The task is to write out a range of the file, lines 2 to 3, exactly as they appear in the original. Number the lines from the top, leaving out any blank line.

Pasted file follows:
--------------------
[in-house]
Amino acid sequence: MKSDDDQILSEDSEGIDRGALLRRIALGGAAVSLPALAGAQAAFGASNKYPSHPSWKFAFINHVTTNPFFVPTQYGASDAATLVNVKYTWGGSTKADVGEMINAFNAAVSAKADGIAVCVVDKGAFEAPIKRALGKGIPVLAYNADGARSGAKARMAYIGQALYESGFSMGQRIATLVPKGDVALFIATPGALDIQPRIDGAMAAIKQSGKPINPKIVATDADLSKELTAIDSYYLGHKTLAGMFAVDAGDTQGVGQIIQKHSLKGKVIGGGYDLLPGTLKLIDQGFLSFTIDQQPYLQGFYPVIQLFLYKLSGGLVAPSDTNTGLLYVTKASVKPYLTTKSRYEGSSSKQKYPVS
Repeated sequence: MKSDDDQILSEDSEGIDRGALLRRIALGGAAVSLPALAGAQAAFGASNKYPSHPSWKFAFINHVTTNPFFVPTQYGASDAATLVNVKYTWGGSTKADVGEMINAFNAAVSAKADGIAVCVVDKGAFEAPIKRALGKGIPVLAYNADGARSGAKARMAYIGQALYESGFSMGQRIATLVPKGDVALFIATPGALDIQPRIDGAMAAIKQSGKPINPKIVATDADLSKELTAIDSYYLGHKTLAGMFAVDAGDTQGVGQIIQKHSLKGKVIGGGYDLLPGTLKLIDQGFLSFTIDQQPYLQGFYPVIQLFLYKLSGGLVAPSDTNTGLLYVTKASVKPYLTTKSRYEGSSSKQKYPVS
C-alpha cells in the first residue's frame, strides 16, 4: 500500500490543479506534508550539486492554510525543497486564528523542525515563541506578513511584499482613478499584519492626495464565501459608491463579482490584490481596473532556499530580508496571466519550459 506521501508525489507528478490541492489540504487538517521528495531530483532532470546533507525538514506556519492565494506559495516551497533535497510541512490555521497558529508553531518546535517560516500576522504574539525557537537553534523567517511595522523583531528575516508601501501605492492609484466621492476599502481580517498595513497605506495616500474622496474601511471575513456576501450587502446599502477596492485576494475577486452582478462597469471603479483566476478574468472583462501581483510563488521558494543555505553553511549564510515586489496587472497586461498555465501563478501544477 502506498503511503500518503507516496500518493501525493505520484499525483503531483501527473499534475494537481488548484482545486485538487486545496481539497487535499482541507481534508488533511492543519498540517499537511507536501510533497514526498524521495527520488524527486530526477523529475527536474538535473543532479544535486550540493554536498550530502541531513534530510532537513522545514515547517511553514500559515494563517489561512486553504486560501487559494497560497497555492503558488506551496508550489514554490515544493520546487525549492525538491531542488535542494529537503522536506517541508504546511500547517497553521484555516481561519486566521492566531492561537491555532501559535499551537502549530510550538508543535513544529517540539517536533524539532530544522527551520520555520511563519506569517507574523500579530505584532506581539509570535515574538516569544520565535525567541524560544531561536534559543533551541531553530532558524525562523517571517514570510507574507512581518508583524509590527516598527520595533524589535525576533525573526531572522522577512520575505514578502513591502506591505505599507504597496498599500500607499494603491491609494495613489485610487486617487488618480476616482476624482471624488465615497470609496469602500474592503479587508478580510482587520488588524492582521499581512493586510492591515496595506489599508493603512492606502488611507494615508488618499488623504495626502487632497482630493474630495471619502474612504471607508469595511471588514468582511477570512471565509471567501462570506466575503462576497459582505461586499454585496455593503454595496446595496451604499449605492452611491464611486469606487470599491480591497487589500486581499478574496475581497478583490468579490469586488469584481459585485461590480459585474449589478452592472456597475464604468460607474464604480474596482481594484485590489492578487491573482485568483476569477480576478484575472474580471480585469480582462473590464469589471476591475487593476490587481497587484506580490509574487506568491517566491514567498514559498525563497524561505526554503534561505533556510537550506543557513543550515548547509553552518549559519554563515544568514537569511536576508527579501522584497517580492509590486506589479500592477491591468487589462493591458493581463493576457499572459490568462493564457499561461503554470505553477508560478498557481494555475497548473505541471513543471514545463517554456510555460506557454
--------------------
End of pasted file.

Amino acid sequence: MKSDDDQILSEDSEGIDRGALLRRIALGGAAVSLPALAGAQAAFGASNKYPSHPSWKFAFINHVTTNPFFVPTQYGASDAATLVNVKYTWGGSTKADVGEMINAFNAAVSAKADGIAVCVVDKGAFEAPIKRALGKGIPVLAYNADGARSGAKARMAYIGQALYESGFSMGQRIATLVPKGDVALFIATPGALDIQPRIDGAMAAIKQSGKPINPKIVATDADLSKELTAIDSYYLGHKTLAGMFAVDAGDTQGVGQIIQKHSLKGKVIGGGYDLLPGTLKLIDQGFLSFTIDQQPYLQGFYPVIQLFLYKLSGGLVAPSDTNTGLLYVTKASVKPYLTTKSRYEGSSSKQKYPVS
Repeated sequence: MKSDDDQILSEDSEGIDRGALLRRIALGGAAVSLPALAGAQAAFGASNKYPSHPSWKFAFINHVTTNPFFVPTQYGASDAATLVNVKYTWGGSTKADVGEMINAFNAAVSAKADGIAVCVVDKGAFEAPIKRALGKGIPVLAYNADGARSGAKARMAYIGQALYESGFSMGQRIATLVPKGDVALFIATPGALDIQPRIDGAMAAIKQSGKPINPKIVATDADLSKELTAIDSYYLGHKTLAGMFAVDAGDTQGVGQIIQKHSLKGKVIGGGYDLLPGTLKLIDQGFLSFTIDQQPYLQGFYPVIQLFLYKLSGGLVAPSDTNTGLLYVTKASVKPYLTTKSRYEGSSSKQKYPVS